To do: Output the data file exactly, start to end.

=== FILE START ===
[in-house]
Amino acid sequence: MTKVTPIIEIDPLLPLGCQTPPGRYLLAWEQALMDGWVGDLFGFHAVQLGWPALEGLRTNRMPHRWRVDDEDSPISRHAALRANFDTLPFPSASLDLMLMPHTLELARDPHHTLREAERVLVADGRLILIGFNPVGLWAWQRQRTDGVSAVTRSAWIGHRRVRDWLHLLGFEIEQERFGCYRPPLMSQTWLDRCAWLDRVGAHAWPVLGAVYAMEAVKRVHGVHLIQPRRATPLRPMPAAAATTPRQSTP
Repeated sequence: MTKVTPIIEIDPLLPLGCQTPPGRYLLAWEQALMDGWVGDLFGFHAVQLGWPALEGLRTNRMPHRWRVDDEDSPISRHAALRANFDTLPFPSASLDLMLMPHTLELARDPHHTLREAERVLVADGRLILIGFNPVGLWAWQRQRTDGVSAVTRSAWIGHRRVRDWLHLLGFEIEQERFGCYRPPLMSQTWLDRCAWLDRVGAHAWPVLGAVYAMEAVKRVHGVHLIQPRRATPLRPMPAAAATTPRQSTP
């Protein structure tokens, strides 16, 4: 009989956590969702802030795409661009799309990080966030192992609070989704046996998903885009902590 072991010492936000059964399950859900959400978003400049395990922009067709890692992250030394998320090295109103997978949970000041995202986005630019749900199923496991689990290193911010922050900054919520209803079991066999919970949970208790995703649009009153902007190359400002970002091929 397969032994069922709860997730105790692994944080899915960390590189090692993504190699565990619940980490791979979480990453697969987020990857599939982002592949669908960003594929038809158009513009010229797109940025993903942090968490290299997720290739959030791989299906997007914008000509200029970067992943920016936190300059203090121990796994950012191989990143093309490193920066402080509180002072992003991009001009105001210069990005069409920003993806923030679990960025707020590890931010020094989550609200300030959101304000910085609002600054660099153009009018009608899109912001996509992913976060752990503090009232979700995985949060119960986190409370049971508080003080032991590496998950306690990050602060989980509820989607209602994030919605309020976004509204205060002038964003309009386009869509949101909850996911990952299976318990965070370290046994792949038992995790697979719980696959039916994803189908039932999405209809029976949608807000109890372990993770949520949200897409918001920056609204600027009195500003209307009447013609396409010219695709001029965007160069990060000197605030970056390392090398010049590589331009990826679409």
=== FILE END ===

[in-house]
Amino acid sequence: MTKVTPIIEIDPLLPLGCQTPPGRYLLAWEQALMDGWVGDLFGFHAVQLGWPALEGLRTNRMPHRWRVDDEDSPISRHAALRANFDTLPFPSASLDLMLMPHTLELARDPHHTLREAERVLVADGRLILIGFNPVGLWAWQRQRTDGVSAVTRSAWIGHRRVRDWLHLLGFEIEQERFGCYRPPLMSQTWLDRCAWLDRVGAHAWPVLGAVYAMEAVKRVHGVHLIQPRRATPLRPMPAAAATTPRQSTP
Repeated sequence: MTKVTPIIEIDPLLPLGCQTPPGRYLLAWEQALMDGWVGDLFGFHAVQLGWPALEGLRTNRMPHRWRVDDEDSPISRHAALRANFDTLPFPSASLDLMLMPHTLELARDPHHTLREAERVLVADGRLILIGFNPVGLWAWQRQRTDGVSAVTRSAWIGHRRVRDWLHLLGFEIEQERFGCYRPPLMSQTWLDRCAWLDRVGAHAWPVLGAVYAMEAVKRVHGVHLIQPRRATPLRPMPAAAATTPRQSTP
């Protein structure tokens, strides 16, 4: 009989956590969702802030795409661009799309990080966030192992609070989704046996998903885009902590 072991010492936000059964399950859900959400978003400049395990922009067709890692992250030394998320090295109103997978949970000041995202986005630019749900199923496991689990290193911010922050900054919520209803079991066999919970949970208790995703649009009153902007190359400002970002091929 397969032994069922709860997730105790692994944080899915960390590189090692993504190699565990619940980490791979979480990453697969987020990857599939982002592949669908960003594929038809158009513009010229797109940025993903942090968490290299997720290739959030791989299906997007914008000509200029970067992943920016936190300059203090121990796994950012191989990143093309490193920066402080509180002072992003991009001009105001210069990005069409920003993806923030679990960025707020590890931010020094989550609200300030959101304000910085609002600054660099153009009018009608899109912001996509992913976060752990503090009232979700995985949060119960986190409370049971508080003080032991590496998950306690990050602060989980509820989607209602994030919605309020976004509204205060002038964003309009386009869509949101909850996911990952299976318990965070370290046994792949038992995790697979719980696959039916994803189908039932999405209809029976949608807000109890372990993770949520949200897409918001920056609204600027009195500003209307009447013609396409010219695709001029965007160069990060000197605030970056390392090398010049590589331009990826679409």